Concerning the storage of imaging data, both the A5100 and the RX100 IV write their files to SDXC or Memory Stick PRO Duo cards. Both cameras can use UHS-I cards, which provide for Ultra High Speed data transfer of up to 104 MB/s.
For some imaging applications, the extent to which a camera can communicate with its environment can be an important aspect in the camera decision process. The table below provides an overview of the connectivity of the Sony Alpha A5100 and Sony Cyber-shot DSC-RX100 IV and, in particular, the interfaces the cameras (and selected comparators) provide for accessory control and data transfer.
| WiFi |
|Sony RX100 IV||-||stereo||mono||-||-||micro||2.0||Y||Y||-|
|Canon G7 X||-||stereo||mono||-||-||micro||2.0||Y||Y||-|
|Sony RX100 V||-||stereo||mono||-||-||micro||2.0||Y||Y||-|
|Sony RX100 III||-||stereo||mono||-||-||micro||2.0||Y||Y||-|
|Sony RX100 II||Y||stereo||mono||-||-||micro||2.0||Y||Y||-|
The A5100 is a recent model that features in the current product line-up of Sony. In contrast, the RX100 IV has been discontinued (but can be found pre-owned on eBay). As a replacement in the same line of cameras, the RX100 IV was succeeded by the Sony RX100 IV. Further information on the two cameras (e.g. user guides, manuals), as well as related accessories, can be found on the official Sony website.
So how do things add up? Is there a clear favorite between the Sony A5100 and the Sony RX100 IV? Which camera is better? The listing below highlights the relative strengths of the two models.
Reasons to prefer the Sony Alpha A5100:
- More detail: Offers more megapixels (24 vs 20MP) with a 10% higher linear resolution.
- Better image quality: Scores markedly higher (10 points) in the DXO overall assessment.
- Better low-light sensitivity: Requires less light for good images (1.2 stops ISO advantage).
- Better live-view autofocus: Features on-sensor phase-detection for more confident autofocus.
- Fewer buttons to press: Is equipped with a touch-sensitive rear screen to facilitate handling.
- Faster shutter: Has higher mechanical shutter speed (1/4000s vs 1/2000s) to freeze action.
- More flexible: Accepts interchangeable lenses, so that lens characteristics can be altered.
- Longer lasting: Can take more shots (400 versus 280) on a single battery charge.
- More heavily discounted: Has been on the market for longer (launched in August 2014).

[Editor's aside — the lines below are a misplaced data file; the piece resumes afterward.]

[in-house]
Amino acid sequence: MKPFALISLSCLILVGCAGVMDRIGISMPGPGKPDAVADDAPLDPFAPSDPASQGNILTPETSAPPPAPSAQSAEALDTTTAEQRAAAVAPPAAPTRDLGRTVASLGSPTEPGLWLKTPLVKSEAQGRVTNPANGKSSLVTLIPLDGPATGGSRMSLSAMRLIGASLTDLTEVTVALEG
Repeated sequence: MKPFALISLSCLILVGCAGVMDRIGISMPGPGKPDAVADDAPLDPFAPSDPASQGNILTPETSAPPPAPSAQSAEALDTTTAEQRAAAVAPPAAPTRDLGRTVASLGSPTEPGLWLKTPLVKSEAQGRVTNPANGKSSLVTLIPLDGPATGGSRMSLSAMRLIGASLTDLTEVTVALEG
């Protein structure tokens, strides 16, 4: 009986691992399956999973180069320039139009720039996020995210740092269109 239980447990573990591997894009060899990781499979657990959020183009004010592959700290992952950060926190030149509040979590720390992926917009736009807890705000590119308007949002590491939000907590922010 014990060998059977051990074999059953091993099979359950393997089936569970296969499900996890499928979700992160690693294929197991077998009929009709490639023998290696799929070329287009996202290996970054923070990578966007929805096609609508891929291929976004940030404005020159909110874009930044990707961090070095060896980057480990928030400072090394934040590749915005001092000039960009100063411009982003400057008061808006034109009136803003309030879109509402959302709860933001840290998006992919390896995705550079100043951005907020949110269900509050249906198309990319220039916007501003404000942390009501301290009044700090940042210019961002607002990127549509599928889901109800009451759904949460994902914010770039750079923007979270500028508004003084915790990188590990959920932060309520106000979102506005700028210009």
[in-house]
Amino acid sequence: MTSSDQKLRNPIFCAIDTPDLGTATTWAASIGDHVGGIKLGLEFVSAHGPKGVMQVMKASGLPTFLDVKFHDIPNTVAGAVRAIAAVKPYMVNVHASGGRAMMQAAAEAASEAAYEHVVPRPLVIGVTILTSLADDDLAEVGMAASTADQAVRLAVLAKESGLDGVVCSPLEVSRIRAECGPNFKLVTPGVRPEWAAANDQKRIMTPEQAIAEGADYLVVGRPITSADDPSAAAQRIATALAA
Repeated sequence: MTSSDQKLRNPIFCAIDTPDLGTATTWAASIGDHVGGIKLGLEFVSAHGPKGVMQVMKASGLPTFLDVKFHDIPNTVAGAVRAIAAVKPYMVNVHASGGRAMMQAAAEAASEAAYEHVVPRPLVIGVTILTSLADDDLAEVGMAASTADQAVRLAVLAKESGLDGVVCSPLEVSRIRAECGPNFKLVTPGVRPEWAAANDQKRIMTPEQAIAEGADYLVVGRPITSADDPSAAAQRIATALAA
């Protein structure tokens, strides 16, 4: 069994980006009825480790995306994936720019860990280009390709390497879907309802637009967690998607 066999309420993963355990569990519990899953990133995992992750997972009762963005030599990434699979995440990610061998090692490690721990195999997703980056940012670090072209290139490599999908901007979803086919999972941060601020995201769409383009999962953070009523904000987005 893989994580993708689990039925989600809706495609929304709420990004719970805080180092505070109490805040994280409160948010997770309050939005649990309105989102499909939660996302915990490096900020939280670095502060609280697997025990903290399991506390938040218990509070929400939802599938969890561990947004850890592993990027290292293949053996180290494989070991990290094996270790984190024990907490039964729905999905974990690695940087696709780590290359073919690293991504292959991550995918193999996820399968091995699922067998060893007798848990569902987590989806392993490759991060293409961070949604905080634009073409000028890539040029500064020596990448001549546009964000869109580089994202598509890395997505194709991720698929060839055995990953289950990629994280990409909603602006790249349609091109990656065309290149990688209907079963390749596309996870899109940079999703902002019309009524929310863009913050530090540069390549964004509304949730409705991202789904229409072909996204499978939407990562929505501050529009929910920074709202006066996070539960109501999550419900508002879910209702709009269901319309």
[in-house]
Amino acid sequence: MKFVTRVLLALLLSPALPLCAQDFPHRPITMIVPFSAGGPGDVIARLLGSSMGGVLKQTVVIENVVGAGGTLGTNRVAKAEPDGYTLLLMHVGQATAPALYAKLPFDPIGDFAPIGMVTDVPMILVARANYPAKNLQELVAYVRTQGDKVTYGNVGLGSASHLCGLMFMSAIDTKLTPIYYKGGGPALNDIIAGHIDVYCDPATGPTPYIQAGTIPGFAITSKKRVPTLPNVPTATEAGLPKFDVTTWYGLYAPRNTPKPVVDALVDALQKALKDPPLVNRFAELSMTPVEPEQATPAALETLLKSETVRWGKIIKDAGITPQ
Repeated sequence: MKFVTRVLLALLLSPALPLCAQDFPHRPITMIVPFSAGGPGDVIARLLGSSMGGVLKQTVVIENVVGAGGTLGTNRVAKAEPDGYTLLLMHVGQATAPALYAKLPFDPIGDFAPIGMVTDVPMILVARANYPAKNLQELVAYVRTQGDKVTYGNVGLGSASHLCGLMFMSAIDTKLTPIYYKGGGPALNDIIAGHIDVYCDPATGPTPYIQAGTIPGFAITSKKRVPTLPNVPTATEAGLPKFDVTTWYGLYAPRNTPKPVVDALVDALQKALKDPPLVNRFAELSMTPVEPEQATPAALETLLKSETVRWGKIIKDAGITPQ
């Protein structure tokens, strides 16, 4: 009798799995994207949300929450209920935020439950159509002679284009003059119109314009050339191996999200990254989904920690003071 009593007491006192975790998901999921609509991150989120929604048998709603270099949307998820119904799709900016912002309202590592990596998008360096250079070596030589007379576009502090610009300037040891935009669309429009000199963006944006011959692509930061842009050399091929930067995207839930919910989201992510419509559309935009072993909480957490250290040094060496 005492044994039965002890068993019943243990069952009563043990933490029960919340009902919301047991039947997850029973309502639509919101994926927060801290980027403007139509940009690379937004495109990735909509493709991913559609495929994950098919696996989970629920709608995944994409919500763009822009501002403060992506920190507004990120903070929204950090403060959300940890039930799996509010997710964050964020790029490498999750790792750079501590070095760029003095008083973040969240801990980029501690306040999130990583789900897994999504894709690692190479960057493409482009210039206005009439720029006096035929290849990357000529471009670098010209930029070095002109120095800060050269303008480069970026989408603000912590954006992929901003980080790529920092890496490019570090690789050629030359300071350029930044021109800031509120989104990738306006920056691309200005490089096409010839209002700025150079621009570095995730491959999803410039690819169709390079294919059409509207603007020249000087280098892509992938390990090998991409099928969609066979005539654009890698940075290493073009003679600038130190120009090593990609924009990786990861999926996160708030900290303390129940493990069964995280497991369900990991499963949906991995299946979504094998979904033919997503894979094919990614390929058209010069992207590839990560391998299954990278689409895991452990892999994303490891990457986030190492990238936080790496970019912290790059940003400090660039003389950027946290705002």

Advantages of the Sony Cyber-shot DSC-RX100 IV:
- Better video: Provides higher definition movie capture (4K/30p vs 1080/60p).
- Easier framing: Has an electronic viewfinder for image composition and settings control.
- More detailed LCD: Has a higher resolution rear screen (1228k vs 922k dots).
- Faster burst: Shoots at higher frequency (16 vs 6 flaps/sec) to capture the decisive moment.
- Less disturbing: Has an electronic shutter option for completely silent shooting.
- Ready to shoot: Has an integrated lens, whereas the A5100 necessitates an extra lens.
- More compact: Is smaller (102x58mm vs 110x63mm) and will fit more readily into a bag.
- Sharper images: Has stabilization technology built-in to reduce the impact of hand-shake.
- More modern: Was introduced somewhat (9 months) more recently.
If the number of relative strengths (bullet points above) is taken as a guide, the match-up finishes in a tie (9 points each). However, the relative importance of the various individual camera aspects will vary according to personal preferences and needs, so that you might like to apply corresponding weights to the particular features before making a decision on a new camera. A professional wedding photographer will view the differences between cameras in a way that diverges from the perspective of a travel photog, and a person interested in cityscapes has distinct needs from a macro shooter. Hence, the decision which camera is best and worth buying is often a very personal one.
How about other alternatives? Do the specifications of the Sony A5100 and the Sony RX100 IV place the cameras among the top in their class? Find out in the latest Best Mirrorless Interchangeable Lens Camera and Best Travel-Zoom Camera listings whether the two cameras rank among the cream of the crop.
In any case, while the comparison of technical specifications can provide a useful overview of the capabilities of different cameras, it remains partial and cannot reveal, for example, the shooting experience and imaging performance when actually working with the A5100 or the RX100 IV. User reviews that are available, for instance, at amazon can sometimes shed light on these issues, but such feedback is all too often partial, inconsistent, and inaccurate.
This is why hands-on reviews by experts are important. The adjacent summary-table relays the overall verdicts of several of the most popular camera review sites (cameralabs, dpreview, ephotozine, imaging-resource, and photographyblog). As can be seen, the professional reviewers agree in many cases on the quality of different cameras, but sometimes their assessments diverge, reinforcing the earlier point that a camera decision is often a very personal choice.